This preview shows pages 1–3. Sign up to view the full content.
This preview has intentionally blurred sections. Sign up to view the full version.View Full Document
Unformatted text preview: Constitutional and Administrative Law 3 Parliament Page 1 of 28 P ART III T HE P ARLIAMENT I Representative Democracy A The Concept of Representative Democracy Cass and Rubenstein describe three notions of representation inherent in the idea of representative democracy: Representation by government The ability to vote for representatives who will act in the interests of voters; Representation in government The ability of any citizen to be elected into government; and Diversity in representations of government Values and standards inherent in opinions, rules and law. B Australian Constitutional Features Representative democracy might well be described as a purely theoretical political ideal in light of Australias Constitution . Certainly, representative democracy is inconsistent with the circumstances surrounding the drafting and adoption of the Constitution : 1 Women were largely excluded from the constitutional conventions of 1891, 1897 and 1898; the representativeness of the drafting process is thereby undermined; The indigenous population and women were prevented from voting on whether to adopt the Constitution , with the exception of South Australia, which allowed women to vote since 1894; Women and indigenous people were unable to vote for Members of Parliament until 1902, when universal suffrage was granted in all states except Western Australia and Queensland, and with the notable exception of aborigines It must therefore be doubtful whether representative democracy was intended to exist as a distinct constitutional doctrine in Australia. Contemporary ideals have changed. Two views exist about the relevance: first, the literalist view that it is inappropriate to transpose current political views about representation onto the text of the Constitution as it was intended to read in 1901. Second (and more popular) is the view that only the current legitimacy of representation that is, participation today by all groups is relevant and that the Constitution should be read by todays standards. The issue then arises of how well contemporary representation is achieved. Women still occupy a dramatically smaller place in politics than their numbers would suggest; however, voting is now universal. Despite formal equality of voting, however, there may still be identified substantive barriers to participation: for example, the party system (and pre-selection) limits the success of independent or minor party candidates, who may better represent minority views. Various structural impediments or disincentives also exist, including the professional and familial kind. 1 D Cass and K Rubenstein, Representation/s of Women in the Australian Constitutional System (1995) 17 Adelaide Law Review 3, 2835. Constitutional and Administrative Law 3 Parliament Page 2 of 28 An idealised system of representation may encompass the following characteristics: 1 A right to vote All adults with citizenship except: (i) Long term expatriates (but should long term residents be eligible?) Long term expatriates (but should long term residents be eligible?...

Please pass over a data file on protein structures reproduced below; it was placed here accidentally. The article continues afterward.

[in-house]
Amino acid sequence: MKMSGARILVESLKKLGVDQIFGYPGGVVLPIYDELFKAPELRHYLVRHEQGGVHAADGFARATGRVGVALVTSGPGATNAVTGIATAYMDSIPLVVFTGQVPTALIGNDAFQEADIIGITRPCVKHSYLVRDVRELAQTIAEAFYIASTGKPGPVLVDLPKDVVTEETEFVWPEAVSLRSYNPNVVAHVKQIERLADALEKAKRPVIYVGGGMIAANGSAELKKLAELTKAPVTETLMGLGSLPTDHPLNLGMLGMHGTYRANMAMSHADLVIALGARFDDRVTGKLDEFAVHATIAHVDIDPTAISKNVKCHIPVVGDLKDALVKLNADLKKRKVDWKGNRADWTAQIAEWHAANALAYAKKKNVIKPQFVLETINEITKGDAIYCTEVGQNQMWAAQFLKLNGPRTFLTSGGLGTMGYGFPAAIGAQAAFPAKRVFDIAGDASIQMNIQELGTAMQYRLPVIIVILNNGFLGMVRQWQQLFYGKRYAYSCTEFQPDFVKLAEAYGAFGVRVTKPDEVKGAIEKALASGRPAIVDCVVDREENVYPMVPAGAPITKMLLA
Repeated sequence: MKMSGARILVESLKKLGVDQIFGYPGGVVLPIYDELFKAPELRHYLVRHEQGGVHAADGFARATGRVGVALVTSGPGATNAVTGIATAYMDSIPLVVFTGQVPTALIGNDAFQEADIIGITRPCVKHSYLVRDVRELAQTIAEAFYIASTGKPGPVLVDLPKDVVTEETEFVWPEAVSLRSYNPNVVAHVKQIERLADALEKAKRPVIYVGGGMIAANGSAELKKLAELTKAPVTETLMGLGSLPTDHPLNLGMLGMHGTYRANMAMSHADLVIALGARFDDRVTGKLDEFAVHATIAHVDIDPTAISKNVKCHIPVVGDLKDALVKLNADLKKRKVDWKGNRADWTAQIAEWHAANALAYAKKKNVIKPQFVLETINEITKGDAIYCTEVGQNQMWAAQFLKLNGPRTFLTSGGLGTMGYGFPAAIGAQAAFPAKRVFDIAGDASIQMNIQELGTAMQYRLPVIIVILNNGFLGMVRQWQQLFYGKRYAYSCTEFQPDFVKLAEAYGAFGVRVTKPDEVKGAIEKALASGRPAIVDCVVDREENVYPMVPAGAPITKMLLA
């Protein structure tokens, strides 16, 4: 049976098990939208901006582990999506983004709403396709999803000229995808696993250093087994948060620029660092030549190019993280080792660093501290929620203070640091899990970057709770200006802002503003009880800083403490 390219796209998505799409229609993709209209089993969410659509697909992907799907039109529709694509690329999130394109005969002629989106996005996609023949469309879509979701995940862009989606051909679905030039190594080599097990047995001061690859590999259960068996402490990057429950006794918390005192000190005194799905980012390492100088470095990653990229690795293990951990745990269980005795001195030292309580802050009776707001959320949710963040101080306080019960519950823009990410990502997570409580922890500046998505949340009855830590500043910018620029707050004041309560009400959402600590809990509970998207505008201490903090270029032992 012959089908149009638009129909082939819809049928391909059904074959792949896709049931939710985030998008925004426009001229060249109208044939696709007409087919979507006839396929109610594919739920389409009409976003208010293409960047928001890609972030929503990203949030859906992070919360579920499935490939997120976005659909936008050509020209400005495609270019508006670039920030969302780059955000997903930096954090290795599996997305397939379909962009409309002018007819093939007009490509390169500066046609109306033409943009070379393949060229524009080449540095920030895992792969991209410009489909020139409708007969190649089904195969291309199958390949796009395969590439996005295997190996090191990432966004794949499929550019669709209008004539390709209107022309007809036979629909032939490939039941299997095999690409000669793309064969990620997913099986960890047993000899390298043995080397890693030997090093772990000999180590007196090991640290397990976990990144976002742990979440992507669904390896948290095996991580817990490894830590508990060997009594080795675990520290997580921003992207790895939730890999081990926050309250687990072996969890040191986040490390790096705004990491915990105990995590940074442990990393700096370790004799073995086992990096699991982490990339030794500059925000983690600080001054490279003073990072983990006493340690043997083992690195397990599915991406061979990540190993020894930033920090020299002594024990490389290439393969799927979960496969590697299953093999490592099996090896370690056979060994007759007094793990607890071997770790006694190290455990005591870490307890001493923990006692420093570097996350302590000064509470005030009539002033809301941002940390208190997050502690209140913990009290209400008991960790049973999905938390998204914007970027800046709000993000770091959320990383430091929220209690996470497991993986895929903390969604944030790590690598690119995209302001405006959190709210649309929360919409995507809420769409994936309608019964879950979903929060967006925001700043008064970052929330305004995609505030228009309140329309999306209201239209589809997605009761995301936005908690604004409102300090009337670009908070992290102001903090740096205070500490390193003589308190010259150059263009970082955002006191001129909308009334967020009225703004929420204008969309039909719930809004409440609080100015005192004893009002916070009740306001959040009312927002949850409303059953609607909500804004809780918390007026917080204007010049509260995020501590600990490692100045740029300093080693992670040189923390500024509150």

View Full Document
This note was uploaded on 08/17/2010 for the course BUSLAW 730-214 taught by Professor N/a during the Three '10 term at Melbourne Business School.
- Three '10
- The Land